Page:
“When soldiers have been baptised in the fire of a battlefield, they have all one rank in my eyes“
– Napoleon Bonaparte
The protest song as work of art.
The third poem that Phil would turn into a song and also the last.
Whilst Phil would make minor, respectful, changes to Poe’s The Bells and Noyes’ The Highwayman, he is far bolder here. What we have here is less an adaptation of John Jerome Rooney’s poem and more a spoof of it.
With Outside Of A Small Circle Of Friends Phil would camoflage a song of outrage at a morally corrupt society as a happy go lucky pop song. In this instance it is not the form of the song that allows for such subterfuge, but rather the subtle changes to the content. In the album’s sleevenotes Phil offers an apology to Rooney for “changing a few lines” as the “discipline of the music had to win out in the end”. I’d politely suggest that there was as much politics as music that brough the changes about.
While Rooney writes of the officers who never “fear when the foe is near to practise what they preach“, Phil has them not fearing “to lay their orders down“. Shore leave finds Rooney’s men “light and merry of heart” and “with more than enough of the green-backed stuff“. Phil, in an early nod to a theme he would expand upon in Pleasures Of The Harbor, finds his men with “their hearts a-pounding heavy” and “with never enough of the green-backed stuff“.
While Phil hangs on to exciting, though somewhat overwrought, lines like “And the very air is a mad despair in the throes of a living hell” he thinks nothing of adding in a whole new verse contrasting the officers with their “straps of gold that dazzle like the sun” with the “blue-blouse chaps” who you’d think would “have better clothes to wear“. This momentary dispensing with subtlety means that when Phil returns to the opening verse to close the song, his heralding of the Admiral, Captain and Commodore is unrepentantly and obviously sarcastic. Phil’s changes to Rooney’s poem also allows changes in the meaning of some of the words Rooney himself uses. In Rooney’s poem the “behind” in Men Behind The Guns suggest the men responsible for the guns. When Phil sings it suggests men cowering behind the guns, cowering behind the soldiers who are doing the real fighting. It’s good, subtle stuff. So many protest song are either blunt to the point of childishness or bland to the point of pointlessness. How many are as subtle as this?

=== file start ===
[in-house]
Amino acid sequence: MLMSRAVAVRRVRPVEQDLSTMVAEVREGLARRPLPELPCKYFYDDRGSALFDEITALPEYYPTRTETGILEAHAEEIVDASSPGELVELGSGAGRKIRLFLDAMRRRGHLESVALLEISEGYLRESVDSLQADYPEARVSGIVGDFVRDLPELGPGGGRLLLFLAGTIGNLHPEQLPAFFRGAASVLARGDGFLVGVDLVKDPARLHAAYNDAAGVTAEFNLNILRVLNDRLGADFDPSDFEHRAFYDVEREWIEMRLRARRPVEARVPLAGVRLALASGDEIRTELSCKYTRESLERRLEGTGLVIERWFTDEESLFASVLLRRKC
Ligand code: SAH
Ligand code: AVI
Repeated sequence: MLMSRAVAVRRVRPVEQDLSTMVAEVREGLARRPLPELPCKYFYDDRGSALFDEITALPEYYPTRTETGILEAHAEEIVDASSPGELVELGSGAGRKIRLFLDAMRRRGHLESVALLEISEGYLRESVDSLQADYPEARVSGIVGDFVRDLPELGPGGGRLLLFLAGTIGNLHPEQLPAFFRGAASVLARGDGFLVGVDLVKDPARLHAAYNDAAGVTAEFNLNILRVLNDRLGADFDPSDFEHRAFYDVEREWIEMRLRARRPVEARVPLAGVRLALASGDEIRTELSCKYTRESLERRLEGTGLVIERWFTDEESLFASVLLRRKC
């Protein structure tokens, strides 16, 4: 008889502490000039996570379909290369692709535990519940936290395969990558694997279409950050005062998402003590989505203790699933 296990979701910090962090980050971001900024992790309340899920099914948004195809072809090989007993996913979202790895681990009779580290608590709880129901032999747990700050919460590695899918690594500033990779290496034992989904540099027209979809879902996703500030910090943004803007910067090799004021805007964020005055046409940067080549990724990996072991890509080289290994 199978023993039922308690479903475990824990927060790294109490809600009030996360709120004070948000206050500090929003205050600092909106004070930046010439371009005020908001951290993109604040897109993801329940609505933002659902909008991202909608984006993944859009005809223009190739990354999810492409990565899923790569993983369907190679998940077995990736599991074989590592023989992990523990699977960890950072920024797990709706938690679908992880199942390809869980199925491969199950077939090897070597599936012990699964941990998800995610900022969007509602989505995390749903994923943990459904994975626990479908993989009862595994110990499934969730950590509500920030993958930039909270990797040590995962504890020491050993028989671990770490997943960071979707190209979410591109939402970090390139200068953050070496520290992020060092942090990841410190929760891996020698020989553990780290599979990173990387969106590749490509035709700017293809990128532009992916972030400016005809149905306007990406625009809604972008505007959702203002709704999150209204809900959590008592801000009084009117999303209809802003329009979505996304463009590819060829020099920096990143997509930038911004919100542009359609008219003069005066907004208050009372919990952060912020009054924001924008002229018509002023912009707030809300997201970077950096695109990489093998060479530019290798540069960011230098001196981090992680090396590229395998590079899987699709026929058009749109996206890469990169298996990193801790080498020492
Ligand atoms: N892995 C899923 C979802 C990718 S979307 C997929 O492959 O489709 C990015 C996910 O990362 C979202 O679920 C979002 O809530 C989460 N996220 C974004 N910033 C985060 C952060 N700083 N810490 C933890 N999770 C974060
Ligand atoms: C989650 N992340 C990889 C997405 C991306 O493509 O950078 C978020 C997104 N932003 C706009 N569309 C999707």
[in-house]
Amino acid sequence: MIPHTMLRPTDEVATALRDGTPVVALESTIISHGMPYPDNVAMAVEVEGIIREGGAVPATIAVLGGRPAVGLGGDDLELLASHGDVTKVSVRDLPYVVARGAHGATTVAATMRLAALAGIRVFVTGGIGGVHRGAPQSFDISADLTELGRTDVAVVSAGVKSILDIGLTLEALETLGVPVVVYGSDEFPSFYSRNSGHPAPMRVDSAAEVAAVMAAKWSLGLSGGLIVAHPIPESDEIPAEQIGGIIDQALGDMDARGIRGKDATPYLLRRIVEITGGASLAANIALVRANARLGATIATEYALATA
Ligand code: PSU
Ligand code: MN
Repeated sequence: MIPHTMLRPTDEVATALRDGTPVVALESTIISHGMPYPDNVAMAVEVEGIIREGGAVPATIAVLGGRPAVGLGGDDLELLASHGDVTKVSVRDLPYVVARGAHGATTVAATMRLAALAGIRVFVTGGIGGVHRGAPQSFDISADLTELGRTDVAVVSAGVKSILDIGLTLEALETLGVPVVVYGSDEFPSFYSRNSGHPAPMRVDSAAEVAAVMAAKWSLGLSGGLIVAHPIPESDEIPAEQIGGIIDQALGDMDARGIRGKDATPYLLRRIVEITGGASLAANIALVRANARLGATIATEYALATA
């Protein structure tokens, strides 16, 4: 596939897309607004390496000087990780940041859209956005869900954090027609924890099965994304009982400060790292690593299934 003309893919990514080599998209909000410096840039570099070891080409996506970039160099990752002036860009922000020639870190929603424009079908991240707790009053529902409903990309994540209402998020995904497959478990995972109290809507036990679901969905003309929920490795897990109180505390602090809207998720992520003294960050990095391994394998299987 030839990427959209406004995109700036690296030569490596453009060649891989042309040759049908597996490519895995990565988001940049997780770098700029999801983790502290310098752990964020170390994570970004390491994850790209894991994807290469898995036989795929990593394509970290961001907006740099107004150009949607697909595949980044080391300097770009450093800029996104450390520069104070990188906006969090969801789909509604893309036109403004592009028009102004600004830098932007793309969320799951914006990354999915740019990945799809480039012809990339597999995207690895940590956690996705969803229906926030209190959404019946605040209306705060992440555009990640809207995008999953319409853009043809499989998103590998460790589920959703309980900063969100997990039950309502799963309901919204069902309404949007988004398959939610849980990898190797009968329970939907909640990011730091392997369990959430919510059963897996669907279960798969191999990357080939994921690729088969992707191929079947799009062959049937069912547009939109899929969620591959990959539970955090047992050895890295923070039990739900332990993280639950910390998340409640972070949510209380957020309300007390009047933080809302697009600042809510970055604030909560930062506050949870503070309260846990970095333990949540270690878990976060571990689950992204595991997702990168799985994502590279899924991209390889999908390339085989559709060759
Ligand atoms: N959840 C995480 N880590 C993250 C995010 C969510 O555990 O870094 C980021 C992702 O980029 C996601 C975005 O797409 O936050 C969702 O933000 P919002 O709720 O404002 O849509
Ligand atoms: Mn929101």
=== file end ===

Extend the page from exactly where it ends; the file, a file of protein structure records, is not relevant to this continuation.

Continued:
It’s a lot of fun too. Phil’s melody allows him to rip through the lyrics, treating Rooney’s poem and its sentiments with disdain. I owe a debt of gratitude to singer-songwriter Al Baker (who’s debut album contains a rather lovely tribute to Phil) for my love of this song. It was one of the songs on Phil’s early LPs that had passed me by until I heard Al sing it at a Phil Ochs song night in Liverpool. A recurring theme of my frustrations as a Phil Ochs fan is the knowledge that hearing Phil’s songs on record is barely half the story. Lucky for me that Al was able to bring to life songs that Phil was unable. And yet, like The Hills of West Virginia, The Men Behind The Guns isn’t one that Phil would continue to play live – his sets would contain his so-called classics (Changes, There But For Fortune, I Ain’t Marching Anymore) a few songs from his current LP and whatever current songs he was tinkering with. Many songs got lost along the way. Whilst this is perhaps understandable of his “topical” songs, songs such as this one sound as current and vibrant now as they would at any time since it was written.
Phil’s sleevenotes state that he found Rooney’s poem in a book of “bland patriotic poems”. This may have been “Poems of American Patriotism” selected by Brander Mathews. Originally published in 1882 it was reprinted in 1922 with a dedication to the recently departed President Theodore Roosevelt. Mathews’ introduction explains why the book was conceived;
“an attempt has been made…to gather together the patriotic poems of America, those which depict feelings as well as those which describe actions, since these latter are as indicative of the temper of the time…Americans have been quick to take to heart a stirring telling of a daring and noble deed”.
One can only imiagine Phil being stirred to write a body of work that would act as an andidote to all that.
Rooney was a part-time poet and a full time lawyer, being a partner in the law firm Rooney and Spence based in Beaver Street, New York City. A New York native his terrifying sounding poem “Right Makes Might” was chosen as the song to sung by New York schools as part of the city’s 250th Anniversary Celebrations. It seems he specialised in poems of a military persuasion (or perhaps his non militaristic poems have been lost by the wayside) of which The Men Behind The Guns seems all too typical.
The 1922 edition contain a sidenote dated 1898 next to Rooney’s poem that states “The high quality of American marksmanship was never more conclusively shown than in the battle of Santiago”. The Battle of Santiago refers not to the crazy 1962 soccer match between Italy and Chile but rather to the final act of the Spanish-American war fought in June and July of 1898. The Santiago in question was a harbour on the southern coast of Cuba. Supported by land troops (including a cavalry of Rough Riders led by the aforementioned Rooselvelt) the U.S. fleet shot the Spanish ships to smithereens. It is somehwat bittersweet that American actions on foreign soil were celebrated by poets at the turn of the century. Some sixty years later poets, and songwriters, were reacting with horror at their country’s actions. Phil’s version of The Men Behind The Guns captures this change beautifully, and poignantly.